Chef Speaks: New Pastas, Pasta Sauces
Prepared Foods talks about pasta and sauce entrées with Tessa Stamper, RD, executive chef and director of culinary for Noodles & Company.
July 16, 2013
Prepared Foods talks about pasta and sauce entrées with Tessa Stamper, RD, executive chef and director of culinary for Noodles & Company, a fresh, made-to-order restaurant chain. Founded in Boulder, Colo., it now has as many 339 company-owned and franchise units in 25 states.
PF: What are a few of your favorite new pasta entrées?
Stamper: I love our new seasonal items. Garden Pesto Sauté is beautifully loaded with three servings of vegetables and introduces our new, gluten-free fusilli noodle. It is tossed in a basil pesto with fresh squeezed lemon juice and topped with feta and pecans, to round out the flavor and texture. It will truly make your taste buds dance. I also love our Truffle Mac & Cheese, which we call “Fancy Pants,” as it’s sautéed with baby portabella mushrooms and topped with Parmesan cheese and homemade breadcrumbs.
PF: In what ways is this year’s menu different than last year?
Stamper: Our menu has certainly evolved. We introduced one of my favorite ingredients, a new naturally raised pulled pork that was received very well by our customers and fans. It was featured in two of our delicious, limited-time offerings: the BBQ Pork Mac and the Peppery Pork Sandwich.
It was the first time Noodles & Company offered pork as an add-on to our menu. It also recently won a Nation’s Restaurant News MenuMasters Award for best line extension—and we were blown away. It was quite the honor to be recognized among other industry leaders. The Gluten-Free Fusilli Noodle is another example of how we are offering variety. We’ve listened to guest feedback to meet their needs.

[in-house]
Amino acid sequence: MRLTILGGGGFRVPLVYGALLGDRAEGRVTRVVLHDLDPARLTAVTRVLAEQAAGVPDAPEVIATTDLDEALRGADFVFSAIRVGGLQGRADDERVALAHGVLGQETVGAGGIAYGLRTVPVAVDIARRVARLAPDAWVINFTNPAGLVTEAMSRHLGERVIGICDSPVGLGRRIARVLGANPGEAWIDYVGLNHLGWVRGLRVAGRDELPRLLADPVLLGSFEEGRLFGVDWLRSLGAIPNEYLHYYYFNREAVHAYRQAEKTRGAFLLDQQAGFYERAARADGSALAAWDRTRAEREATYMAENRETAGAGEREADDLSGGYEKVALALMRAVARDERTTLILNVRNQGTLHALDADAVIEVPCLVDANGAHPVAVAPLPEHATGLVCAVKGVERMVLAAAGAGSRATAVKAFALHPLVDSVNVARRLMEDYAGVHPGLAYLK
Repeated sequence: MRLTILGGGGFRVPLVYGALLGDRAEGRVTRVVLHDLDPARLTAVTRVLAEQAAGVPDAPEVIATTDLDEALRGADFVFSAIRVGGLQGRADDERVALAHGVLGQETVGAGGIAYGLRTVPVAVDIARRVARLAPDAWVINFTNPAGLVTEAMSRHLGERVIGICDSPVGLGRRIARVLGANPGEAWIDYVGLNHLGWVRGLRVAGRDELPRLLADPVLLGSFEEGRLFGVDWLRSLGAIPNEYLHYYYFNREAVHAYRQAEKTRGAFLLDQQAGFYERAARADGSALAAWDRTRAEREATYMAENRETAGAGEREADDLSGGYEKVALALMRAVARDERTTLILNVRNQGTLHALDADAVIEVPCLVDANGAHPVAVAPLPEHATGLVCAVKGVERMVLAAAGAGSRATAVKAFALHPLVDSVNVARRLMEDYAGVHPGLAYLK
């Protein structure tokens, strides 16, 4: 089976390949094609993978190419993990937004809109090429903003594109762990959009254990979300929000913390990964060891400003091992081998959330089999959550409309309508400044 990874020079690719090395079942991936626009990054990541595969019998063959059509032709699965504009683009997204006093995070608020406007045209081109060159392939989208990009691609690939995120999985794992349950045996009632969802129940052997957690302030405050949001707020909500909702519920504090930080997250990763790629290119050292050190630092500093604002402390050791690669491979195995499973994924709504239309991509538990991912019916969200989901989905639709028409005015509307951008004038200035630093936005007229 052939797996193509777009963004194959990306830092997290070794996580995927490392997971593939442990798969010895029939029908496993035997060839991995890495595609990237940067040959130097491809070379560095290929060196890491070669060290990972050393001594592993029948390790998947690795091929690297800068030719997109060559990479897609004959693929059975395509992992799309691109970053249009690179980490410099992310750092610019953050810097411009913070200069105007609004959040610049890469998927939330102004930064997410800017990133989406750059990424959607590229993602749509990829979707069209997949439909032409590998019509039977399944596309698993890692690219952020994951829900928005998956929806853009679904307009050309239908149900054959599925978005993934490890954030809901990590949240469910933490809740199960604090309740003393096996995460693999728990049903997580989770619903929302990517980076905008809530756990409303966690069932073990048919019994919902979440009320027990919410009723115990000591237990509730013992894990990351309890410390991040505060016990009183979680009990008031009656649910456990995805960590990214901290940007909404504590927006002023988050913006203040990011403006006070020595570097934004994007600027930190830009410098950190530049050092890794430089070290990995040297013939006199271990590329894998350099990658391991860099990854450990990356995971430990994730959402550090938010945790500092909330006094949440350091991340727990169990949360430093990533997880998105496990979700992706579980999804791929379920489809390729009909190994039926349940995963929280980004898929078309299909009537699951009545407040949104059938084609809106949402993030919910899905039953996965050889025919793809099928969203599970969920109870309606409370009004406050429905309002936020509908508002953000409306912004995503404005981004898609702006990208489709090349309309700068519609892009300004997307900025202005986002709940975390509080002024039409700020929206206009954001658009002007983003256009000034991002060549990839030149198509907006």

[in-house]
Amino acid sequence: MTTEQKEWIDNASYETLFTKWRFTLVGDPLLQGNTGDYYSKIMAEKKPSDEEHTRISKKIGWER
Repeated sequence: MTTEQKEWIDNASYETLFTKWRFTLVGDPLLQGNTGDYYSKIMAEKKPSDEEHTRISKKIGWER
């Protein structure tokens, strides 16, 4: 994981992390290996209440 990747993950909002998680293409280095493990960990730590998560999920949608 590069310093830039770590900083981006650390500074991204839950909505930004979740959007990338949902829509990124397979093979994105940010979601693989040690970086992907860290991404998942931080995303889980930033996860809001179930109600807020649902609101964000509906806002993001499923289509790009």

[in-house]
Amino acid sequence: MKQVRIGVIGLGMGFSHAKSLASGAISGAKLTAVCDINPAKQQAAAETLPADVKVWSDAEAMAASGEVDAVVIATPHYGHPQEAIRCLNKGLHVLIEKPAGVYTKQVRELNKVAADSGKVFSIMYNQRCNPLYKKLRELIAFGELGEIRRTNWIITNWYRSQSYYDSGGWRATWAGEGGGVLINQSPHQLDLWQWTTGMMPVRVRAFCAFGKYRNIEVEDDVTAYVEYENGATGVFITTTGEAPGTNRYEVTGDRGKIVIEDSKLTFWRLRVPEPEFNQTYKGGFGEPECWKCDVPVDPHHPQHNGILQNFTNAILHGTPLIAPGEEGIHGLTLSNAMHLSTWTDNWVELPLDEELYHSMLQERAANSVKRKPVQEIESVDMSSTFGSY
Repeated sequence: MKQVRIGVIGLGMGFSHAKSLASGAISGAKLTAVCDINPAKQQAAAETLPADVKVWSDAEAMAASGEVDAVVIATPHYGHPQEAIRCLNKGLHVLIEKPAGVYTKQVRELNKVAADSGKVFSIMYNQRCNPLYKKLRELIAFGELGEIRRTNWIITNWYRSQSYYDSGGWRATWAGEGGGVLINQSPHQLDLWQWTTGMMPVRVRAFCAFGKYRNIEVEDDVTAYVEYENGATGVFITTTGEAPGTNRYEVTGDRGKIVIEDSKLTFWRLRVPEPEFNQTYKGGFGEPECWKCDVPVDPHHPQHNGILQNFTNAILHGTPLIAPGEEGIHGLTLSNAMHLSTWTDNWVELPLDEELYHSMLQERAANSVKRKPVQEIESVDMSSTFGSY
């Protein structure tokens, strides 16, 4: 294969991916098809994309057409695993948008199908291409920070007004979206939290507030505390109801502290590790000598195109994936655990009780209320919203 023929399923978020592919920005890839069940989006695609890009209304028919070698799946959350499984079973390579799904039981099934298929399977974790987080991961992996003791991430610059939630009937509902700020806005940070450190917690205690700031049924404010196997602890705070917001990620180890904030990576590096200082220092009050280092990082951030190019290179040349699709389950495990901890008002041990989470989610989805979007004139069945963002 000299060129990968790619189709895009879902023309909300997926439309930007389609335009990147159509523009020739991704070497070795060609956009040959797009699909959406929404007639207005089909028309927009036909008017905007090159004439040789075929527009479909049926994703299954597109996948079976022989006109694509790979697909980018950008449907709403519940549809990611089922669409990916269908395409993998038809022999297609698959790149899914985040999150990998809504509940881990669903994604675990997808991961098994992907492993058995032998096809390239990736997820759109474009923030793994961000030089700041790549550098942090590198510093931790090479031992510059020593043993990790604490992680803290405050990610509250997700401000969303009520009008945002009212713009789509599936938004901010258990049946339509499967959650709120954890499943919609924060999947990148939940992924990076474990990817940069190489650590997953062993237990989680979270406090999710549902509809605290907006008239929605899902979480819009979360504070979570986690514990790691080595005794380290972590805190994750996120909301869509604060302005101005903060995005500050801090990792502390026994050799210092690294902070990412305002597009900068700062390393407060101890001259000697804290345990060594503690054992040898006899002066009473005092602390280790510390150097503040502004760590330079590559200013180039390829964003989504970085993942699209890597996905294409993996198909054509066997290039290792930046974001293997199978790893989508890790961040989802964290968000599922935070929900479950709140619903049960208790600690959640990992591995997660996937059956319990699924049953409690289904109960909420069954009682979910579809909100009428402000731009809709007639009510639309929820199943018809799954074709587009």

PF: Noodles & Company competes with other Italian, Asian and homestyle-comfort food restaurants. Yet, what makes a certain dish a “Noodles” product?
Stamper: We have strong global representation across our menu. Our dishes are inspired by the individuality, creativity and cultural heritage of cuisines from around the world—from our Japanese Pan Noodles to Wisconsin Mac & Cheese.
Our menu is created with authentic, well-sourced ingredients, and we take classic flavors from a region and put the official “Noodles twist” on it—offering our customers a satisfying variety. Another recognizable difference is that Noodles makes everything fresh, made-to-order and customizable—with no use of microwaves.
PF: What’s new when it comes to Italian/European-style ingredients or sauces?
Stamper: Right now, I am most intrigued by any herb-based sauce, like pesto, arugula, sun-dried tomato, sage and cilantro, because there are so many variations to work from. Or, all ragu sauces, such as pork, lamb, duck and mushroom.
PF: What about Asian-style pasta dishes or dishes from other regions?
Stamper: Since we talk about Noodles & Company as “Your World Kitchen,” I am going to go global with this answer and say North African Charmoula (or chermoula). There aren’t many herb-based sauces that disappoint, and this is one no exception. A North African (Moroccan) sauce is made of cilantro, parsley, paprika and cumin, so the flavors just explode in the mouth. It is typically used to flavor fish, seafood, vegetables and meats, which is why it also is great with pasta.
Another is the Korean Bulgogi, a Korean marinade made of soy sauce, sesame, garlic, onion, brown sugar and, sometimes, pear. It makes a great flavoring for beef, paired with rice noodles, carrots, spinach and fresh cabbage.
PF: What types of pastas; what forms or ingredients most intrigue to you at the moment? Why?
Stamper: I love a good orzo pasta. Among the trends currently piquing my interest is the demand for healthier items. As a registered dietician, it makes me happy that healthy items are in demand and getting real space on the menus out here. In fact, Noodles & Company has an info-graph that shares all the dozens of ways a guest can create a meal in 500 calories or less.
PF: If you spoke our readers—food and beverage R&D officials, executive research chefs, and heads of health and nutrition—what advice would you offer?
Stamper: Don’t stop with the “okay” taste-test. Even if it’s the hundredth taste of a sauce, you’ll know it as soon as you try it, it’s the winner.